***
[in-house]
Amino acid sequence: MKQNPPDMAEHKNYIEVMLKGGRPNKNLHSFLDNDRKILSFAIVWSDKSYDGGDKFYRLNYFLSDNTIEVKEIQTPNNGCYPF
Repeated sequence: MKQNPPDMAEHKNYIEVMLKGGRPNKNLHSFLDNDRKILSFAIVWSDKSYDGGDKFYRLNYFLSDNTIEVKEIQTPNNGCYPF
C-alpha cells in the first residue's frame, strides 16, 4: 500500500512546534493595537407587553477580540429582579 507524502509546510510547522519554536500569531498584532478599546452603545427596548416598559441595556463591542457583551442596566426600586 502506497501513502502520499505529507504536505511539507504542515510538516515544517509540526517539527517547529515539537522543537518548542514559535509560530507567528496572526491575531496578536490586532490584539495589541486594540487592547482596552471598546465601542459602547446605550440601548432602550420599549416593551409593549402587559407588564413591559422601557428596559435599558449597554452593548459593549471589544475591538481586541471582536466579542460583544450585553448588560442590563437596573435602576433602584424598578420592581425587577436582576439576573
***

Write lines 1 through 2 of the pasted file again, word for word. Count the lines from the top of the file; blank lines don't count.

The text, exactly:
[in-house]
Amino acid sequence: MKQNPPDMAEHKNYIEVMLKGGRPNKNLHSFLDNDRKILSFAIVWSDKSYDGGDKFYRLNYFLSDNTIEVKEIQTPNNGCYPF